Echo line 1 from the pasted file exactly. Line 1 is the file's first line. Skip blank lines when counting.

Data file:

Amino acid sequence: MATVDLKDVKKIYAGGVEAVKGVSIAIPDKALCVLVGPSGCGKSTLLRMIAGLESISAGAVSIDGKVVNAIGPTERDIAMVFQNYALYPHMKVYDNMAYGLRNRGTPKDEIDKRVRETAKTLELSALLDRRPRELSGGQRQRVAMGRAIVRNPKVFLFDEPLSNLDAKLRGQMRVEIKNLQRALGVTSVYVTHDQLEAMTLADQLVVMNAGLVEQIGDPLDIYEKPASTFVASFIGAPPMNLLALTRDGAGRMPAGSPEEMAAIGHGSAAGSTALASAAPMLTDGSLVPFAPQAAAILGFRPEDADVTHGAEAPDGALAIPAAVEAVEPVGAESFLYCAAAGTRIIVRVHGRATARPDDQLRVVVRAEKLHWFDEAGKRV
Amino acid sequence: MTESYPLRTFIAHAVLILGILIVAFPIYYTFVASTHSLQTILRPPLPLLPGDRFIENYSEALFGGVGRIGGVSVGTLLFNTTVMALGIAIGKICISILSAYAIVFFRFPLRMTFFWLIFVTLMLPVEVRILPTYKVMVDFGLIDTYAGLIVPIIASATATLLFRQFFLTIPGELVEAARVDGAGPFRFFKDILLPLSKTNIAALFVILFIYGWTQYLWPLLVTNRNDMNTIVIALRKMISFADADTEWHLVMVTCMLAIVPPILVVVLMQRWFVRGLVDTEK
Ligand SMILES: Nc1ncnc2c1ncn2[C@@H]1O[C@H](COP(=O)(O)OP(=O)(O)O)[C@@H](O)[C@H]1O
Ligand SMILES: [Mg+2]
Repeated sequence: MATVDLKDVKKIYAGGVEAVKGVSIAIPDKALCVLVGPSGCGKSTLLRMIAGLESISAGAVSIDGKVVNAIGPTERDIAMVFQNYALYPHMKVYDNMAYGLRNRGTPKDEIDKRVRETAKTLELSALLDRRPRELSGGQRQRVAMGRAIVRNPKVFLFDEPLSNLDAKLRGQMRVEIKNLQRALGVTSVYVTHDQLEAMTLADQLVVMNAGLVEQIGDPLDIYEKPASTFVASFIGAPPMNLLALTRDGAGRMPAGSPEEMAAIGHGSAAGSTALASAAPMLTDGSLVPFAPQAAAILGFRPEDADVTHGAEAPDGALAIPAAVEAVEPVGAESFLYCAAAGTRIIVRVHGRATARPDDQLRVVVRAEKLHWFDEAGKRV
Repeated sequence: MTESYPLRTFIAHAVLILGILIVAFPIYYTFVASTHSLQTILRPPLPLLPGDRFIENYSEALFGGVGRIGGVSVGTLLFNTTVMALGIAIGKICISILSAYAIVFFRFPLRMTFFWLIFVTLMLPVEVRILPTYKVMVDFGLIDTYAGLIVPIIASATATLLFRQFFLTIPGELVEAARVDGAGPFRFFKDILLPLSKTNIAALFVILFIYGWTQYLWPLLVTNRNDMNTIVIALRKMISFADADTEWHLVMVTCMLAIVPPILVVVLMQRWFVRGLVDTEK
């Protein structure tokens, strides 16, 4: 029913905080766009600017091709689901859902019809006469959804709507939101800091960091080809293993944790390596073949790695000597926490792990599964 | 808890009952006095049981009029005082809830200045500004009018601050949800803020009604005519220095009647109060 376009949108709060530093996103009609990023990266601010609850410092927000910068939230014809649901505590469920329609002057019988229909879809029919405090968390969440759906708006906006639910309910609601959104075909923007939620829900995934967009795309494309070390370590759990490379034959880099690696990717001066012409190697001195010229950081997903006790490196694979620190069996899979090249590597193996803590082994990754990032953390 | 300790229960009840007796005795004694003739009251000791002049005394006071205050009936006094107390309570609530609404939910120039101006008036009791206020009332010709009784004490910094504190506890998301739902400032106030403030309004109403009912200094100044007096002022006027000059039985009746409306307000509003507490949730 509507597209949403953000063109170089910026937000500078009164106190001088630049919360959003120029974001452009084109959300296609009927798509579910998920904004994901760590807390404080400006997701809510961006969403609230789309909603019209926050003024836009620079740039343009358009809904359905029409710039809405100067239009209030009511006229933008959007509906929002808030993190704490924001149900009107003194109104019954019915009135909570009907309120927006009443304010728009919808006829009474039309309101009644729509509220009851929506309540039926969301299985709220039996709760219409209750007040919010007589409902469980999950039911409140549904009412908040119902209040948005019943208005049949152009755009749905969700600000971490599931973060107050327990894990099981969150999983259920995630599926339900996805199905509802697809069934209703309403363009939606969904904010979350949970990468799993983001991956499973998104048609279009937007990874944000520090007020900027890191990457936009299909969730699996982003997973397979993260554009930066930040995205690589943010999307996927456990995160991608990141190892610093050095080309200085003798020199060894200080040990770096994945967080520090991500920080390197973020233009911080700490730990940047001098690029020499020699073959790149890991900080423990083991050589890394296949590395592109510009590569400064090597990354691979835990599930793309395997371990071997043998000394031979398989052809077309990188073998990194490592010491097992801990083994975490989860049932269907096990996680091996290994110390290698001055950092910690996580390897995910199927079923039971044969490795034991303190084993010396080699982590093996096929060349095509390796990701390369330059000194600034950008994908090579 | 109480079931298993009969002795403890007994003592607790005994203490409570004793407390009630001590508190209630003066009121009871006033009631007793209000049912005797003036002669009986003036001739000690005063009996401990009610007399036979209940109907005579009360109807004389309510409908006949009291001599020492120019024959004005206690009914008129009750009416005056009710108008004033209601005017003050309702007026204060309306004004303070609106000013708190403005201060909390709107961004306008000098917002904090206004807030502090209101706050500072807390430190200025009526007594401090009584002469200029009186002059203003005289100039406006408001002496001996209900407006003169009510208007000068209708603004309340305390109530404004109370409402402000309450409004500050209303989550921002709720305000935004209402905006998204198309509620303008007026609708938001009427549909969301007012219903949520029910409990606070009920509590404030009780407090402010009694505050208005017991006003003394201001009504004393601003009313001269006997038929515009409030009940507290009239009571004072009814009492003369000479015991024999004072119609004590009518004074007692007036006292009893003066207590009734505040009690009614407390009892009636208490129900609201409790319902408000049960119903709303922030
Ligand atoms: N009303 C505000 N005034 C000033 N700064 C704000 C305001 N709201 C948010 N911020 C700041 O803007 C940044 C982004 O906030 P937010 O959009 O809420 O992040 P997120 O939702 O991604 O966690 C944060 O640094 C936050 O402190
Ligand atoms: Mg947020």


Amino acid sequence: MATVDLKDVKKIYAGGVEAVKGVSIAIPDKALCVLVGPSGCGKSTLLRMIAGLESISAGAVSIDGKVVNAIGPTERDIAMVFQNYALYPHMKVYDNMAYGLRNRGTPKDEIDKRVRETAKTLELSALLDRRPRELSGGQRQRVAMGRAIVRNPKVFLFDEPLSNLDAKLRGQMRVEIKNLQRALGVTSVYVTHDQLEAMTLADQLVVMNAGLVEQIGDPLDIYEKPASTFVASFIGAPPMNLLALTRDGAGRMPAGSPEEMAAIGHGSAAGSTALASAAPMLTDGSLVPFAPQAAAILGFRPEDADVTHGAEAPDGALAIPAAVEAVEPVGAESFLYCAAAGTRIIVRVHGRATARPDDQLRVVVRAEKLHWFDEAGKRV